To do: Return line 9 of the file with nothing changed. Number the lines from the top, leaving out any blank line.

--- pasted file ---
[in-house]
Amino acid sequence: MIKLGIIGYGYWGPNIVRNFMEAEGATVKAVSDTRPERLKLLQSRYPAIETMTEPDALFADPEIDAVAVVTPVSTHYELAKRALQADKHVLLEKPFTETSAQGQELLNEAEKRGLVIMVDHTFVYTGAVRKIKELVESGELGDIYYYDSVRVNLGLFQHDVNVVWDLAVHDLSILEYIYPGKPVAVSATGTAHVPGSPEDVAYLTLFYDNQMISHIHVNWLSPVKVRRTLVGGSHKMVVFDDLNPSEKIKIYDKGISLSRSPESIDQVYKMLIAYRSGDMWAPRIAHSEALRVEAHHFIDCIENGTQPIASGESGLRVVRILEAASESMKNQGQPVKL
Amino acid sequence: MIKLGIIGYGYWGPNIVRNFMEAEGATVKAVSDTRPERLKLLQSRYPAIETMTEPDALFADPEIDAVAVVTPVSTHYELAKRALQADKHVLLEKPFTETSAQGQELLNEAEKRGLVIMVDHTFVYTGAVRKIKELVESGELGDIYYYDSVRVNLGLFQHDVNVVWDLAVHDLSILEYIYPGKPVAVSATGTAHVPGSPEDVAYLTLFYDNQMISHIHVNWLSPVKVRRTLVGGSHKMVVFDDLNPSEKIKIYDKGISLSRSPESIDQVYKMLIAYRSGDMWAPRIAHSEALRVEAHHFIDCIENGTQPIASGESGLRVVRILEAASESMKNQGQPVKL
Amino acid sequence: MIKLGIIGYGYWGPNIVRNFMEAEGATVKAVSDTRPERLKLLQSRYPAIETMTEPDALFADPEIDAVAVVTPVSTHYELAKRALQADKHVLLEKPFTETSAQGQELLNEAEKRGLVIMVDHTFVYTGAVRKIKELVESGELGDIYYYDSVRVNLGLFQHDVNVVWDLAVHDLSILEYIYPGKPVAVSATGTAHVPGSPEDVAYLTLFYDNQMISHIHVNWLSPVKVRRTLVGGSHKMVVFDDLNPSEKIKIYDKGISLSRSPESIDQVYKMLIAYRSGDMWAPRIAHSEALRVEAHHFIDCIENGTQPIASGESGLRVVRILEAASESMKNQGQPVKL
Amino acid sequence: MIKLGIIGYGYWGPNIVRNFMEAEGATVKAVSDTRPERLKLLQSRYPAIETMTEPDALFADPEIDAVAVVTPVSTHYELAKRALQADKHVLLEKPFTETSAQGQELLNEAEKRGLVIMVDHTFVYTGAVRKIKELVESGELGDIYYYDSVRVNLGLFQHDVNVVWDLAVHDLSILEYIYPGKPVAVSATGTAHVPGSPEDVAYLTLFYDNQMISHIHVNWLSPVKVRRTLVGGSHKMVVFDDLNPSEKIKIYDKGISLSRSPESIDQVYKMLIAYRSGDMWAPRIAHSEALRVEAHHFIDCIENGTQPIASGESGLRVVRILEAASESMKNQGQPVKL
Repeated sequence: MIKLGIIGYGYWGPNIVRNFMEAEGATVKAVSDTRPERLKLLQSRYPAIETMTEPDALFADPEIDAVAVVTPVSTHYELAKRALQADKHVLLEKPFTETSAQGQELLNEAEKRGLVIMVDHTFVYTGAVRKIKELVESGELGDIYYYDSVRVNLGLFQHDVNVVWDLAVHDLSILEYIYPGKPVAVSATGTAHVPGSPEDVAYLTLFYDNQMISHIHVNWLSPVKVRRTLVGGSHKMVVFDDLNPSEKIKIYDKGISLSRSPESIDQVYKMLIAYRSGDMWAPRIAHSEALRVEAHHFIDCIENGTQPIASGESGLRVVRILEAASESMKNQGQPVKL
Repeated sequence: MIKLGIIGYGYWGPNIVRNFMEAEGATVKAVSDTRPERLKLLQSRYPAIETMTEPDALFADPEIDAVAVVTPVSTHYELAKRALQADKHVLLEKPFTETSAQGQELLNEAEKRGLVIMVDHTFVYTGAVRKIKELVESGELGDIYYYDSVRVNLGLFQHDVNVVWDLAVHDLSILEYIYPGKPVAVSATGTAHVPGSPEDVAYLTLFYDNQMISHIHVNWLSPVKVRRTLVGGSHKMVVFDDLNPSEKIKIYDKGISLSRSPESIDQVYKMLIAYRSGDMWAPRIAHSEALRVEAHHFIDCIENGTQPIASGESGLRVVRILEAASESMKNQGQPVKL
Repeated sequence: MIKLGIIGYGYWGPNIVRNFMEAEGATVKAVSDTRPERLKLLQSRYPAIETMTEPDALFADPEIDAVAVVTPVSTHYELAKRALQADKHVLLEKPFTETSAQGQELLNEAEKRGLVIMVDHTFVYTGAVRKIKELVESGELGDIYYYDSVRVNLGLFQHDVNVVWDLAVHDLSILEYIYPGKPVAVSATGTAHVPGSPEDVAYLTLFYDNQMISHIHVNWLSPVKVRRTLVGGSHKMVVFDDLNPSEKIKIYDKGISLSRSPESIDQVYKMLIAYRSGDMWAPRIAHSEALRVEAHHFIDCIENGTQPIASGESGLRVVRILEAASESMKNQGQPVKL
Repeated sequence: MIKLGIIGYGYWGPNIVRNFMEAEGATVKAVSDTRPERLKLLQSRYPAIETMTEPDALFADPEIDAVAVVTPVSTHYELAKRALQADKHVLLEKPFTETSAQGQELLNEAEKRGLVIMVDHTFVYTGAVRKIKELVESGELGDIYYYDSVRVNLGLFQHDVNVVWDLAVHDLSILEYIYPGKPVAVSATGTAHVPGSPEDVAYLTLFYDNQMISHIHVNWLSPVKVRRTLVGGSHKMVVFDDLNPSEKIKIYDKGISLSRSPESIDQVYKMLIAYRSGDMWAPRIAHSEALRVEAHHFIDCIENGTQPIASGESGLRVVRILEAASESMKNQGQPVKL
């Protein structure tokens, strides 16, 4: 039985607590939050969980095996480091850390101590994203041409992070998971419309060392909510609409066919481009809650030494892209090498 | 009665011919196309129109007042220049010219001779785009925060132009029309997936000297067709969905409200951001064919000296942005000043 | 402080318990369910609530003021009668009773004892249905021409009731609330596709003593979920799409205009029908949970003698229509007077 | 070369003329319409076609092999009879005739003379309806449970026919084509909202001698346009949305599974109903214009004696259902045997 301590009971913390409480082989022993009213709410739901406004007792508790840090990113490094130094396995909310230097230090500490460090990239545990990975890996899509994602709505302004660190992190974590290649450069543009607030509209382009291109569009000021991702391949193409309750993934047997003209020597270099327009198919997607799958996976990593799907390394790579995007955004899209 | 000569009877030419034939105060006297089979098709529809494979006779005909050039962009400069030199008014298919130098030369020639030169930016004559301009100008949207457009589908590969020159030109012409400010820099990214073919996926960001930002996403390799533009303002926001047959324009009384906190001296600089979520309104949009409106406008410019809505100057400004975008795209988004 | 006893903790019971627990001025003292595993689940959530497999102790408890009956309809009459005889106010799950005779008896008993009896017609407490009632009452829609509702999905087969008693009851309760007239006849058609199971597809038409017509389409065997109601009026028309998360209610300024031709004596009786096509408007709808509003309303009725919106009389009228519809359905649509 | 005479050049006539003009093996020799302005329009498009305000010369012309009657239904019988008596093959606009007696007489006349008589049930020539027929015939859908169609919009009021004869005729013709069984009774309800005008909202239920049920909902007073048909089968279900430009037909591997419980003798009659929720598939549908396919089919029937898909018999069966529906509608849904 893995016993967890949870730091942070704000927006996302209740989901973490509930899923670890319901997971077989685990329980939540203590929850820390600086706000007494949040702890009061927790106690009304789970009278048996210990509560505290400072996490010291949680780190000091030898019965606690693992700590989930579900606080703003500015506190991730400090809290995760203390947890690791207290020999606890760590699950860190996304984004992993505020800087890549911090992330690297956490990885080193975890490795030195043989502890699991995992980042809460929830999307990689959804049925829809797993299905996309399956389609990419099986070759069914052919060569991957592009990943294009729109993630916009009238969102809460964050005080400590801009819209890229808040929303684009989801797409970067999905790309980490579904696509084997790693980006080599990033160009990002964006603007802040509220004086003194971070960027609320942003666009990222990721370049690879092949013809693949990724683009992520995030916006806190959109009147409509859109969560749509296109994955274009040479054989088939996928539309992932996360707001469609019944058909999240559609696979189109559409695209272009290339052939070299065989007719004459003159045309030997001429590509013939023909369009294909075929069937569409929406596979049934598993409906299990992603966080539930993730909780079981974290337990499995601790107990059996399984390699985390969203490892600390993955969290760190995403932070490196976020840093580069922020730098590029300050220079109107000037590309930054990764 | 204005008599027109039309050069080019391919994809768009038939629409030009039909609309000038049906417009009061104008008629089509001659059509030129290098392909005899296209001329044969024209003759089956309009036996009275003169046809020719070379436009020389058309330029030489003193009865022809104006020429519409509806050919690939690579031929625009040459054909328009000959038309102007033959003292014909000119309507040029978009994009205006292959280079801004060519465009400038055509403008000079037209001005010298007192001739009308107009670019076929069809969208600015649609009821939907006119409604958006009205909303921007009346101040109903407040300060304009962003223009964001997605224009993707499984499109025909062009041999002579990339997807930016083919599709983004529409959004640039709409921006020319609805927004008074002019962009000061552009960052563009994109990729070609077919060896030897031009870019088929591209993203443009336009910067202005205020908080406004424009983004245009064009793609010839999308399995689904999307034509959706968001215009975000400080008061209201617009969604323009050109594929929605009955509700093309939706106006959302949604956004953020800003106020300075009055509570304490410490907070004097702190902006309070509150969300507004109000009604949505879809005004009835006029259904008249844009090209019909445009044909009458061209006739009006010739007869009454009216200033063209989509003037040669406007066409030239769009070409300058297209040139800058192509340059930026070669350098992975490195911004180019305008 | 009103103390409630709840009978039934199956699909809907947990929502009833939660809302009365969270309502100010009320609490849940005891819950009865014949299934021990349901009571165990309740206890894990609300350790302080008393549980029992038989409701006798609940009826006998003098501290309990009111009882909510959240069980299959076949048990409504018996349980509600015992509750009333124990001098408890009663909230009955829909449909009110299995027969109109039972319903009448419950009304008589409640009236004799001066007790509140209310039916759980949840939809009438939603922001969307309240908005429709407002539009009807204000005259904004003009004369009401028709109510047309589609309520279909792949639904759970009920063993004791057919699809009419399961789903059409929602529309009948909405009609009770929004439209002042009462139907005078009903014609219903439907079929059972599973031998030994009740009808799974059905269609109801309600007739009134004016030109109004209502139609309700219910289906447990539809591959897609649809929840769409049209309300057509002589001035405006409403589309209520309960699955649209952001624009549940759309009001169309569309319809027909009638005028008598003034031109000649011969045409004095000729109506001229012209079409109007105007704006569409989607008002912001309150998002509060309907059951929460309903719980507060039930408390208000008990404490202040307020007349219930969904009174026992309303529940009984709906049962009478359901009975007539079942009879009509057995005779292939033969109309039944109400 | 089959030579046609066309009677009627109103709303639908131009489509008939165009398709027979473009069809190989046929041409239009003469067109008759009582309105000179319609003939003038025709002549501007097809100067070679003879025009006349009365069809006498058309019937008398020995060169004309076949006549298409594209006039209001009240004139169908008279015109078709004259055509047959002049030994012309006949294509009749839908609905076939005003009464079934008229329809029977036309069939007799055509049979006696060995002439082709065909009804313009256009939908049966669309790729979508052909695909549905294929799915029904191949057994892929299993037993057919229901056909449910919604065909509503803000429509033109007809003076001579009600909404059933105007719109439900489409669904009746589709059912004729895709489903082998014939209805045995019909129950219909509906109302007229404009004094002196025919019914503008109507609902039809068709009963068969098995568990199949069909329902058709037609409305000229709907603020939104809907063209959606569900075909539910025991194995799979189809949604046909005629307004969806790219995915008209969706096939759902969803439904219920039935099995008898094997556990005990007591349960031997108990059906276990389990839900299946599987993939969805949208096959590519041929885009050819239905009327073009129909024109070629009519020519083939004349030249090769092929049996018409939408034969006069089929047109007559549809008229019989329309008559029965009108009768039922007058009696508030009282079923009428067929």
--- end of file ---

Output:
Repeated sequence: MIKLGIIGYGYWGPNIVRNFMEAEGATVKAVSDTRPERLKLLQSRYPAIETMTEPDALFADPEIDAVAVVTPVSTHYELAKRALQADKHVLLEKPFTETSAQGQELLNEAEKRGLVIMVDHTFVYTGAVRKIKELVESGELGDIYYYDSVRVNLGLFQHDVNVVWDLAVHDLSILEYIYPGKPVAVSATGTAHVPGSPEDVAYLTLFYDNQMISHIHVNWLSPVKVRRTLVGGSHKMVVFDDLNPSEKIKIYDKGISLSRSPESIDQVYKMLIAYRSGDMWAPRIAHSEALRVEAHHFIDCIENGTQPIASGESGLRVVRILEAASESMKNQGQPVKL